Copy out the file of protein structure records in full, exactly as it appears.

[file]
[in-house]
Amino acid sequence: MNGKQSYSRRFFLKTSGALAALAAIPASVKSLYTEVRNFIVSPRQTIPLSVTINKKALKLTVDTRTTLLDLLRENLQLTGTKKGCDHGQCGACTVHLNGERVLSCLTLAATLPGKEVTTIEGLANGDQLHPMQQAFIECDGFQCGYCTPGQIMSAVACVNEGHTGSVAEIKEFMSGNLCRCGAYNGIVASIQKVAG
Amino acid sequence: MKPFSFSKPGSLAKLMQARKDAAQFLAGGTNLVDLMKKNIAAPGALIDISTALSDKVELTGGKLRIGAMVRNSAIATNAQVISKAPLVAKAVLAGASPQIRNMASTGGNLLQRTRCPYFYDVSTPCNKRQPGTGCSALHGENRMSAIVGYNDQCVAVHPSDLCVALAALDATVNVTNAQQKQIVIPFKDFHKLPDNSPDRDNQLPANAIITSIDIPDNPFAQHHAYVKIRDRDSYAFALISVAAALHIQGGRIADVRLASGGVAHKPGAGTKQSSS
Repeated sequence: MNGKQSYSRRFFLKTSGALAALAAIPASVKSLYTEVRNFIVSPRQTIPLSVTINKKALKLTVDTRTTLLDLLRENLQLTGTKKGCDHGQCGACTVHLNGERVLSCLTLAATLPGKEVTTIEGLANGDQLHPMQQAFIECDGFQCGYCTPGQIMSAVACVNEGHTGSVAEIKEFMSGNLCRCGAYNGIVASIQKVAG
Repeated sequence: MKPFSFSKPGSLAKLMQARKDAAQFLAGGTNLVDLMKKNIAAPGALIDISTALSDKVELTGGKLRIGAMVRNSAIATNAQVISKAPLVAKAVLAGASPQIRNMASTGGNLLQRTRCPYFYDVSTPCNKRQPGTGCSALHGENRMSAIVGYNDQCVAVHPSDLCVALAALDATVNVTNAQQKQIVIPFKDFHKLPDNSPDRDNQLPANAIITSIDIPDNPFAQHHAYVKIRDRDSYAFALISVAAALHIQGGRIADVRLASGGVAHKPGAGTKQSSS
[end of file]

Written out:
[in-house]
Amino acid sequence: MNGKQSYSRRFFLKTSGALAALAAIPASVKSLYTEVRNFIVSPRQTIPLSVTINKKALKLTVDTRTTLLDLLRENLQLTGTKKGCDHGQCGACTVHLNGERVLSCLTLAATLPGKEVTTIEGLANGDQLHPMQQAFIECDGFQCGYCTPGQIMSAVACVNEGHTGSVAEIKEFMSGNLCRCGAYNGIVASIQKVAG
Amino acid sequence: MKPFSFSKPGSLAKLMQARKDAAQFLAGGTNLVDLMKKNIAAPGALIDISTALSDKVELTGGKLRIGAMVRNSAIATNAQVISKAPLVAKAVLAGASPQIRNMASTGGNLLQRTRCPYFYDVSTPCNKRQPGTGCSALHGENRMSAIVGYNDQCVAVHPSDLCVALAALDATVNVTNAQQKQIVIPFKDFHKLPDNSPDRDNQLPANAIITSIDIPDNPFAQHHAYVKIRDRDSYAFALISVAAALHIQGGRIADVRLASGGVAHKPGAGTKQSSS
Repeated sequence: MNGKQSYSRRFFLKTSGALAALAAIPASVKSLYTEVRNFIVSPRQTIPLSVTINKKALKLTVDTRTTLLDLLRENLQLTGTKKGCDHGQCGACTVHLNGERVLSCLTLAATLPGKEVTTIEGLANGDQLHPMQQAFIECDGFQCGYCTPGQIMSAVACVNEGHTGSVAEIKEFMSGNLCRCGAYNGIVASIQKVAG
Repeated sequence: MKPFSFSKPGSLAKLMQARKDAAQFLAGGTNLVDLMKKNIAAPGALIDISTALSDKVELTGGKLRIGAMVRNSAIATNAQVISKAPLVAKAVLAGASPQIRNMASTGGNLLQRTRCPYFYDVSTPCNKRQPGTGCSALHGENRMSAIVGYNDQCVAVHPSDLCVALAALDATVNVTNAQQKQIVIPFKDFHKLPDNSPDRDNQLPANAIITSIDIPDNPFAQHHAYVKIRDRDSYAFALISVAAALHIQGGRIADVRLASGGVAHKPGAGTKQSSS